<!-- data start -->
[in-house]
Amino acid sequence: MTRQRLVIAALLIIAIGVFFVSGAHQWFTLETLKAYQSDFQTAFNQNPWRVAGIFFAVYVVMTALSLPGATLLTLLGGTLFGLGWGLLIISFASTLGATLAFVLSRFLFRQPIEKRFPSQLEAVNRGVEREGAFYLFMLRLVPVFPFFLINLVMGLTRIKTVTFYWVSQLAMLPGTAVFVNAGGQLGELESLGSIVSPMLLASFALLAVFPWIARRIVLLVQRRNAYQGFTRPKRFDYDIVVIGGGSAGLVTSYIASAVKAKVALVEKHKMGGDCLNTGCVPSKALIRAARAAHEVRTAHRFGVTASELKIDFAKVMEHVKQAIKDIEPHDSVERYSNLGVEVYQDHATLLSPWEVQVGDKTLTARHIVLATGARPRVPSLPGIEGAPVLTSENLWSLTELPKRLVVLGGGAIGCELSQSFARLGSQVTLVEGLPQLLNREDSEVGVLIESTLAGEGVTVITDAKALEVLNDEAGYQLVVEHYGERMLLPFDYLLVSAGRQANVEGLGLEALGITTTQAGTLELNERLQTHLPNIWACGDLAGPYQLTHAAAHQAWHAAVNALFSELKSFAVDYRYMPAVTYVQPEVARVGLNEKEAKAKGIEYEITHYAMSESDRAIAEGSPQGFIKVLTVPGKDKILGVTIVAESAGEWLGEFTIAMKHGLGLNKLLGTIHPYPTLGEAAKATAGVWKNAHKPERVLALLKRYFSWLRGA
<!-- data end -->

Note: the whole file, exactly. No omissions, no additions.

[in-house]
Amino acid sequence: MTRQRLVIAALLIIAIGVFFVSGAHQWFTLETLKAYQSDFQTAFNQNPWRVAGIFFAVYVVMTALSLPGATLLTLLGGTLFGLGWGLLIISFASTLGATLAFVLSRFLFRQPIEKRFPSQLEAVNRGVEREGAFYLFMLRLVPVFPFFLINLVMGLTRIKTVTFYWVSQLAMLPGTAVFVNAGGQLGELESLGSIVSPMLLASFALLAVFPWIARRIVLLVQRRNAYQGFTRPKRFDYDIVVIGGGSAGLVTSYIASAVKAKVALVEKHKMGGDCLNTGCVPSKALIRAARAAHEVRTAHRFGVTASELKIDFAKVMEHVKQAIKDIEPHDSVERYSNLGVEVYQDHATLLSPWEVQVGDKTLTARHIVLATGARPRVPSLPGIEGAPVLTSENLWSLTELPKRLVVLGGGAIGCELSQSFARLGSQVTLVEGLPQLLNREDSEVGVLIESTLAGEGVTVITDAKALEVLNDEAGYQLVVEHYGERMLLPFDYLLVSAGRQANVEGLGLEALGITTTQAGTLELNERLQTHLPNIWACGDLAGPYQLTHAAAHQAWHAAVNALFSELKSFAVDYRYMPAVTYVQPEVARVGLNEKEAKAKGIEYEITHYAMSESDRAIAEGSPQGFIKVLTVPGKDKILGVTIVAESAGEWLGEFTIAMKHGLGLNKLLGTIHPYPTLGEAAKATAGVWKNAHKPERVLALLKRYFSWLRGA